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Johnson, AR, Lawrence, BJ, Corti, EJ, Booth, L, Gasson, N, Thomas, M, Loftus, AM & Bucks, R 2016, 'Suitability of the depression, anxiety, and stress scale in Parkinson's disease' Journal of Parkinson's Disease, vol. 6, no. 3, pp. 609-616. https://doi.org/10.3233/JPD-160842

Suitability of the depression, anxiety, and stress scale in Parkinson's disease. / Johnson, A.R.; Lawrence, B.J.; Corti, E.J.; Booth, L.; Gasson, N.; Thomas, Meghan; Loftus, A.M.; Bucks, Romola.

In: Journal of Parkinson's Disease, Vol. 6, No. 3, 2016, p. 609-616.

Research output: Contribution to journalArticle

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T1 - Suitability of the depression, anxiety, and stress scale in Parkinson's disease

AU - Johnson, A.R.

AU - Lawrence, B.J.

AU - Corti, E.J.

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AU - Gasson, N.

AU - Thomas, Meghan

AU - Loftus, A.M.

AU - Bucks, Romola

PY - 2016

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N2 - © 2016 IOS Press and the authors. All rights reserved.Background: The Depression, Anxiety, and Stress Scale 21 (DASS-21) is a frequently used measure of emotional disturbance symptoms in Parkinson s disease (PD). However, the factor structure of the DASS-21 in PD has yet to be explored. Objective: To assess whether the scale is measuring these symptoms in PD in the same way as the general population. Methods: The present study fit a series of established DASS-21 factor structures with both confirmatory factor analysis (CFA) and exploratory structural equation modelling (ESEM) using data from 251 participants with PD. Results: The 3-factor ESEM provided the best fit. The depression and stress scales fit well, however, few items on the anxiety subscale loaded clearly, with several items significantly loading onto the depression or stress factors. Conclusions: Whilst the depression and stress subscales appear suitable in PD, poor loadings and internal consistency indicate the anxiety subscale may not accurately assess anxiety symptomology in PD. This may be due to the scale s reliance on physiological symptoms as indicators of anxiety, when many of these are present in PD. Thus, the anxiety subscale of the DASS-21 may not be a suitable measure of anxiety in PD.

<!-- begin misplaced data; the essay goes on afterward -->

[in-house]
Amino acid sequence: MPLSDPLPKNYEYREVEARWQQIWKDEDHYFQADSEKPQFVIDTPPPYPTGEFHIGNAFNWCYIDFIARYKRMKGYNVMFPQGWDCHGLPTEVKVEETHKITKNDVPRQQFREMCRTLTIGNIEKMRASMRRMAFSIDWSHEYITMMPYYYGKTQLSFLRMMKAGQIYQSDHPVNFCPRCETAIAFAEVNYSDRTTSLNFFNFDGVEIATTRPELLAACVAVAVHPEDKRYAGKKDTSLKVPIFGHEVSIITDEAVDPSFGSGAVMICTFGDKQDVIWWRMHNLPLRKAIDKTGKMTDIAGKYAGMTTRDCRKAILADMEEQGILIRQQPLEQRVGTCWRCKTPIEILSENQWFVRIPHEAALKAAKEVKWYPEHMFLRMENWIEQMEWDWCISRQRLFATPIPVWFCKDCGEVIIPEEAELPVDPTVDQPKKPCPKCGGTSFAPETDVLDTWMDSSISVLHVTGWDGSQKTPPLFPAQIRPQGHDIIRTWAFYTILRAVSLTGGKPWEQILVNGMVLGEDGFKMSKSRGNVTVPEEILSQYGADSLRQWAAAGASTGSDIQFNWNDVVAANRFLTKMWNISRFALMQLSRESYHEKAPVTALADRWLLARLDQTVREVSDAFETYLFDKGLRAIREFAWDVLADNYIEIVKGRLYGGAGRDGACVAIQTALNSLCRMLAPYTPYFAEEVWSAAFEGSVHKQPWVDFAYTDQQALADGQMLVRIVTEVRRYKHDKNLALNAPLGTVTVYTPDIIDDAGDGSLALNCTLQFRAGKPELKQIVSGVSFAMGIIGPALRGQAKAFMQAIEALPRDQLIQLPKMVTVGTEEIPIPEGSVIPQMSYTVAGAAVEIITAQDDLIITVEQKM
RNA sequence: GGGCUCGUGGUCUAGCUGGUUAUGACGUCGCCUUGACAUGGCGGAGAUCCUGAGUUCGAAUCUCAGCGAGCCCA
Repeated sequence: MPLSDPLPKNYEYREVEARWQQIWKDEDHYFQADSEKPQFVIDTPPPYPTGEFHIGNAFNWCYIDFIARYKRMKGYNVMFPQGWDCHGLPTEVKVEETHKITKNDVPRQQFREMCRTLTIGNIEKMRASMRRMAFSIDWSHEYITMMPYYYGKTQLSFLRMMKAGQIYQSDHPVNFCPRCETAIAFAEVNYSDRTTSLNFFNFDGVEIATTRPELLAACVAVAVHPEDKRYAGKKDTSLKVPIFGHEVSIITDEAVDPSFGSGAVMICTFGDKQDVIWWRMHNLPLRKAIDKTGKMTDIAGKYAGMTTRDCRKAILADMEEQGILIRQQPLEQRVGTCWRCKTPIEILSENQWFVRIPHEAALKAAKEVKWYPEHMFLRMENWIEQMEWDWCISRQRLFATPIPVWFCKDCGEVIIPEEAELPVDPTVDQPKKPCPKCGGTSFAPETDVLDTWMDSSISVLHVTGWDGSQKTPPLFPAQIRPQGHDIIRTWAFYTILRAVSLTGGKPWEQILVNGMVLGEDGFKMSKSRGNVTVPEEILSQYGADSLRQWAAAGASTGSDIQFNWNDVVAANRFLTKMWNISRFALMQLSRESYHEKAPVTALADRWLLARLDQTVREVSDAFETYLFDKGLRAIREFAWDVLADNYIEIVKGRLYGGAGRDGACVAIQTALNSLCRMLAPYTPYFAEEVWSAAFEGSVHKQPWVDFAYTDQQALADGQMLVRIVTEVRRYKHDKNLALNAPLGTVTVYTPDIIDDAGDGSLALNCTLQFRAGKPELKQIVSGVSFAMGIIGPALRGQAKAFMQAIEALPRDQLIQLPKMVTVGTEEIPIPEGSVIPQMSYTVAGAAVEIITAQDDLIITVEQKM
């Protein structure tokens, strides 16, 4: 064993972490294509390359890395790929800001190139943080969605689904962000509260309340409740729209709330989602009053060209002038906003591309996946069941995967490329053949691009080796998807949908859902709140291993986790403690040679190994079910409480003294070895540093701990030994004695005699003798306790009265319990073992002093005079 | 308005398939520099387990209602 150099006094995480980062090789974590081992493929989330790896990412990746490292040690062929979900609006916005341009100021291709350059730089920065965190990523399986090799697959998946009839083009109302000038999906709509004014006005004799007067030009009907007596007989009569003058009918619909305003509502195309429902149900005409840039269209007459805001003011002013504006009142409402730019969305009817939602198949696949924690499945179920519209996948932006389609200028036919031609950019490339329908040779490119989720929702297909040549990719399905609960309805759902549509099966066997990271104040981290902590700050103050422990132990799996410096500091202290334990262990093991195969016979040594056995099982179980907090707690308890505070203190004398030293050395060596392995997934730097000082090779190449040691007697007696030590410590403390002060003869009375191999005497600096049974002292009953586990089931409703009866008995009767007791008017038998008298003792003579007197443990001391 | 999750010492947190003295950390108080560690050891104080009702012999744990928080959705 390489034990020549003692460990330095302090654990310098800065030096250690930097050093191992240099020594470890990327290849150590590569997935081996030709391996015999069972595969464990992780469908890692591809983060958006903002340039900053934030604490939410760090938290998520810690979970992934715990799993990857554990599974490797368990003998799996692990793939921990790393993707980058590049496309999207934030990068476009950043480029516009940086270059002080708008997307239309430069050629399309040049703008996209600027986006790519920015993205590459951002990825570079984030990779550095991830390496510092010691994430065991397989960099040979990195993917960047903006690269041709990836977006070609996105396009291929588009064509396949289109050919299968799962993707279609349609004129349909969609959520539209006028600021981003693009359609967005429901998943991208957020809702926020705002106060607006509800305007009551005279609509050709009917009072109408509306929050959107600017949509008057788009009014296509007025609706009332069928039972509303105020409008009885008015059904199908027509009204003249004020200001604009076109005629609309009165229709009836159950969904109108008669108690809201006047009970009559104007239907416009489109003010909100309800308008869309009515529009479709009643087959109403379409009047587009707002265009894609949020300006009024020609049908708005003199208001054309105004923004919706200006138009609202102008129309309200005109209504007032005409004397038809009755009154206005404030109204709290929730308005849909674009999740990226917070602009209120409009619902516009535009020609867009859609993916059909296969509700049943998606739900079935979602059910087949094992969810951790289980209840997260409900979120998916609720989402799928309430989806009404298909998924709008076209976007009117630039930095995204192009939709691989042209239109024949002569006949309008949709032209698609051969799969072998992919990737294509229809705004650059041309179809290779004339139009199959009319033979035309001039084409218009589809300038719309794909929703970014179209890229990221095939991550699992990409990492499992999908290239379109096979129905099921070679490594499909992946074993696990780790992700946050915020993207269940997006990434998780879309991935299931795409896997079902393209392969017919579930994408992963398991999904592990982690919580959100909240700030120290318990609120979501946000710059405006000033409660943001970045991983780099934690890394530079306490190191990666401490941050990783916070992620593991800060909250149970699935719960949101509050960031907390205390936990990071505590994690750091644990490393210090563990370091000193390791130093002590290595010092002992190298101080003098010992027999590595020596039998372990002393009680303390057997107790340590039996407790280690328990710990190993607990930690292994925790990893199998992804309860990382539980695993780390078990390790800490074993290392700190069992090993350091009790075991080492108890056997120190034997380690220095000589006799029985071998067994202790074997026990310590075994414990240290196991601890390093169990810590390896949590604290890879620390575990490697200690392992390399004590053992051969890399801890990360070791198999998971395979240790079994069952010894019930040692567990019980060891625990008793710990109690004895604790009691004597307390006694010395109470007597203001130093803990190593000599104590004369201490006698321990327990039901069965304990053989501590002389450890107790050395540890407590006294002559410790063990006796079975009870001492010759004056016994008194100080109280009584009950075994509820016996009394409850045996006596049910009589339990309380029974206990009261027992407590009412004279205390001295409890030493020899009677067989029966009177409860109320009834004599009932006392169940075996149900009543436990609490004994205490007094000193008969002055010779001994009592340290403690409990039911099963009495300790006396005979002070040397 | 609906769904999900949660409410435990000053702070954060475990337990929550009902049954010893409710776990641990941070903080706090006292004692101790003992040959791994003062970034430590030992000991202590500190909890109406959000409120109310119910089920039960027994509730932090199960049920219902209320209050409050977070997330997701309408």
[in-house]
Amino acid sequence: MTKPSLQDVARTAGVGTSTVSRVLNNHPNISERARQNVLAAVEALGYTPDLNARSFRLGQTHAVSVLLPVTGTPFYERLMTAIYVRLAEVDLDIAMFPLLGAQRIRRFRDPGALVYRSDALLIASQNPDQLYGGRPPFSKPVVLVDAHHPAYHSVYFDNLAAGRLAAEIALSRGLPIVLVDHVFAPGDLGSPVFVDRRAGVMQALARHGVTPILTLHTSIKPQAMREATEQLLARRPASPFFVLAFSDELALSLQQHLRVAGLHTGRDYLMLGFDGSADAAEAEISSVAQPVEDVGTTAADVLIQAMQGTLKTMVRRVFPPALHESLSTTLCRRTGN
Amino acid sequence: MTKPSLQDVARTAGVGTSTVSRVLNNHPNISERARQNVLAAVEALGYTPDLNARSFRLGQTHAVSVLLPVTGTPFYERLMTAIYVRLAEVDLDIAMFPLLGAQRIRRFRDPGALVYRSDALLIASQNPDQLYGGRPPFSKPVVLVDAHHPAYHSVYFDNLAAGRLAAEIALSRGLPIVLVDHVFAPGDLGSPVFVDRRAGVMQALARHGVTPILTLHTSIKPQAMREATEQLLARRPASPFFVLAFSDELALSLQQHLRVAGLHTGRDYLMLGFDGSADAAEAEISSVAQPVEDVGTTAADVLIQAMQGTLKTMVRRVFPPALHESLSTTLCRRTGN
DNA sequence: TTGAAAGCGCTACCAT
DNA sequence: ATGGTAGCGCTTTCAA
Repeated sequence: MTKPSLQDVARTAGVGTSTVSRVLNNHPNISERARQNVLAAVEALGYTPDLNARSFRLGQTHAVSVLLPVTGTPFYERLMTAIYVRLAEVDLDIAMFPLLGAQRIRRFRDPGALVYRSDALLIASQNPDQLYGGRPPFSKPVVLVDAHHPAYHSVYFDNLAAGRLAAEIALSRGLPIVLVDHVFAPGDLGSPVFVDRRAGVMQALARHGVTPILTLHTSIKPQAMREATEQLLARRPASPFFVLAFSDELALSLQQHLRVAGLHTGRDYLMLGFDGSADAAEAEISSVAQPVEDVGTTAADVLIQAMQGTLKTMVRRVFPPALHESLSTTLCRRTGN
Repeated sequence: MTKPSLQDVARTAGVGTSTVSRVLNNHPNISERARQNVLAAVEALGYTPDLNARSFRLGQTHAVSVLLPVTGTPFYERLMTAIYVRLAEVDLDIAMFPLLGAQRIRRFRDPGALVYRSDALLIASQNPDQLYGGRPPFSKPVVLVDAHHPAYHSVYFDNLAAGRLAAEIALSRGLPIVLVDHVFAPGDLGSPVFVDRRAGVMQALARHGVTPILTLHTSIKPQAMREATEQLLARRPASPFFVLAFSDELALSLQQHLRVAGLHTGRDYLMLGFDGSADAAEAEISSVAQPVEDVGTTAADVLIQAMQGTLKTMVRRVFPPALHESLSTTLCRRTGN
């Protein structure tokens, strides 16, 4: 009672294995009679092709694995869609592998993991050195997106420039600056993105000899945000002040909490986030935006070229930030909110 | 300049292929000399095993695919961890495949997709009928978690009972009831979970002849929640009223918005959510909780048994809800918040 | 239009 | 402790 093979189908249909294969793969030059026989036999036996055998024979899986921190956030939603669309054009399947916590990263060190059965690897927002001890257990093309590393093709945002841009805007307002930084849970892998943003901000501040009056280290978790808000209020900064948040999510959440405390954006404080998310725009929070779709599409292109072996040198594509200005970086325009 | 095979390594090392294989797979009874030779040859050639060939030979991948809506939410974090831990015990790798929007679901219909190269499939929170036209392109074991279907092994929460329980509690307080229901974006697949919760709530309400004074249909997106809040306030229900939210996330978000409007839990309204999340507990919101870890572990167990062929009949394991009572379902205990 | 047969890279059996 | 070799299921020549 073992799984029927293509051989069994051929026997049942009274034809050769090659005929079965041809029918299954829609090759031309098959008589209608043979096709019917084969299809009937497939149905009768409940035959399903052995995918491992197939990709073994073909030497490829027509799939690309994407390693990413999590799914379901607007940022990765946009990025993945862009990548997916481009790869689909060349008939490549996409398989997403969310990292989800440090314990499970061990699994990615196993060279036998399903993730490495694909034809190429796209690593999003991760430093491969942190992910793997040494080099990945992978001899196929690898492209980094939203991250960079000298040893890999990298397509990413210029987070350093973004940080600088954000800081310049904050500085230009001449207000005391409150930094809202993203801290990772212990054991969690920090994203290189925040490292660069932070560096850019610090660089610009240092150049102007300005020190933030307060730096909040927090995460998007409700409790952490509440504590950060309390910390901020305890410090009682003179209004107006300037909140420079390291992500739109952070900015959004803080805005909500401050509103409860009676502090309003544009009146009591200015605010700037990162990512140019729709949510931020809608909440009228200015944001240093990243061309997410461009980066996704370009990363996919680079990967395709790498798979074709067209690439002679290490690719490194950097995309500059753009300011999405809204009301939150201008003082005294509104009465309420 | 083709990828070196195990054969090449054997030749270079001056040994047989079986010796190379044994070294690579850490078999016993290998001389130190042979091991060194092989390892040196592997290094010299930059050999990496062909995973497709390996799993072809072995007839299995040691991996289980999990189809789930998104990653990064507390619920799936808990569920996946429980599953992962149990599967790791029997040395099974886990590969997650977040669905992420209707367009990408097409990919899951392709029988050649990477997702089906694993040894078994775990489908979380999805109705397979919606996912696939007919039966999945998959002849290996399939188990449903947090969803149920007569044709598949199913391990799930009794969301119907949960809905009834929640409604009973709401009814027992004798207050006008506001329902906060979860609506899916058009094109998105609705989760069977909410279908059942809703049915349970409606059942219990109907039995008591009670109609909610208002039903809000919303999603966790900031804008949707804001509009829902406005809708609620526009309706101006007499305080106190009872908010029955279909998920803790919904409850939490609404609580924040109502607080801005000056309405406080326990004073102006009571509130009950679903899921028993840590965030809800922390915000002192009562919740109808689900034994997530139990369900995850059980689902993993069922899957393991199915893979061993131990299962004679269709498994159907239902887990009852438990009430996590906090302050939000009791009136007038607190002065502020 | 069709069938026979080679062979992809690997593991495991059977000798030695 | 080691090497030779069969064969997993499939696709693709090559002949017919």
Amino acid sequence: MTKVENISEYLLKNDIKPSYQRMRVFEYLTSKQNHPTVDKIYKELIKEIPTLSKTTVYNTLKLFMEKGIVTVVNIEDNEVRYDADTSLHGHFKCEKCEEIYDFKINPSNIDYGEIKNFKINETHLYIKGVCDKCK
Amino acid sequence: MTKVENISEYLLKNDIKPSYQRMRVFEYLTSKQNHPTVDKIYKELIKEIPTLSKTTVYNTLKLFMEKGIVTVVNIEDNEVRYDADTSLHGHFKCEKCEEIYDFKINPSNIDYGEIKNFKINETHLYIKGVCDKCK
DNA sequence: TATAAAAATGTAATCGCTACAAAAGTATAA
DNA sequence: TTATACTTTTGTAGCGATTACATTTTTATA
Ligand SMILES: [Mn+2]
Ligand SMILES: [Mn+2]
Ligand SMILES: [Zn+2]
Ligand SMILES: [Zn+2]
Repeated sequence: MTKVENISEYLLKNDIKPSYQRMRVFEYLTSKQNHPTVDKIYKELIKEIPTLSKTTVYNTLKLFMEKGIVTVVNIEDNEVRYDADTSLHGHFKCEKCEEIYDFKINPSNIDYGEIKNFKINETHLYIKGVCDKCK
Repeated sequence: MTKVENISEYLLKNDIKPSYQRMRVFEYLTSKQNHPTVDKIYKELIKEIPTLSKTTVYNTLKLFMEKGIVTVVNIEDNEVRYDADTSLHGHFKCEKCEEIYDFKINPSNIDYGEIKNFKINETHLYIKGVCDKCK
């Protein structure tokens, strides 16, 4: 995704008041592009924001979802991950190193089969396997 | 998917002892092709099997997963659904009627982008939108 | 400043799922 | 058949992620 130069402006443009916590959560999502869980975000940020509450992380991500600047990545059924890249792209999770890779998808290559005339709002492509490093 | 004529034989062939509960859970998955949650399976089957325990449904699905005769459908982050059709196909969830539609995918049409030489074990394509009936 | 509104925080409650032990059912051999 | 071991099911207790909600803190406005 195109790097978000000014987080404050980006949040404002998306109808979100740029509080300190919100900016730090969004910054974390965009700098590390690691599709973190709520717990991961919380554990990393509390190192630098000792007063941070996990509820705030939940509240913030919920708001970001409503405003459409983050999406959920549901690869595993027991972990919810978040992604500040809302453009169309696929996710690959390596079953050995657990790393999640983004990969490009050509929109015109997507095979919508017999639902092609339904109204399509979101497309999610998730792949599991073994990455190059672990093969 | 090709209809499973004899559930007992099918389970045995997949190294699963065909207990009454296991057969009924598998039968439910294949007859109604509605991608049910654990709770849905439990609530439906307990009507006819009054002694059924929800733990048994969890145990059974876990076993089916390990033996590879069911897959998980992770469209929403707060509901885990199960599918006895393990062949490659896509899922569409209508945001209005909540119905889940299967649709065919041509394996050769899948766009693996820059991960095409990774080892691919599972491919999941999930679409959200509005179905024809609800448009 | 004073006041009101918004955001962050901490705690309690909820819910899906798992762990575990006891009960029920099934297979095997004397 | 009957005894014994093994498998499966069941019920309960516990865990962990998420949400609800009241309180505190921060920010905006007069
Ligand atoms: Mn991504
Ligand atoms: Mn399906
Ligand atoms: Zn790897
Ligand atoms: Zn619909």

AB - © 2016 IOS Press and the authors. All rights reserved.Background: The Depression, Anxiety, and Stress Scale 21 (DASS-21) is a frequently used measure of emotional disturbance symptoms in Parkinson s disease (PD). However, the factor structure of the DASS-21 in PD has yet to be explored. Objective: To assess whether the scale is measuring these symptoms in PD in the same way as the general population. Methods: The present study fit a series of established DASS-21 factor structures with both confirmatory factor analysis (CFA) and exploratory structural equation modelling (ESEM) using data from 251 participants with PD. Results: The 3-factor ESEM provided the best fit. The depression and stress scales fit well, however, few items on the anxiety subscale loaded clearly, with several items significantly loading onto the depression or stress factors. Conclusions: Whilst the depression and stress subscales appear suitable in PD, poor loadings and internal consistency indicate the anxiety subscale may not accurately assess anxiety symptomology in PD. This may be due to the scale s reliance on physiological symptoms as indicators of anxiety, when many of these are present in PD. Thus, the anxiety subscale of the DASS-21 may not be a suitable measure of anxiety in PD.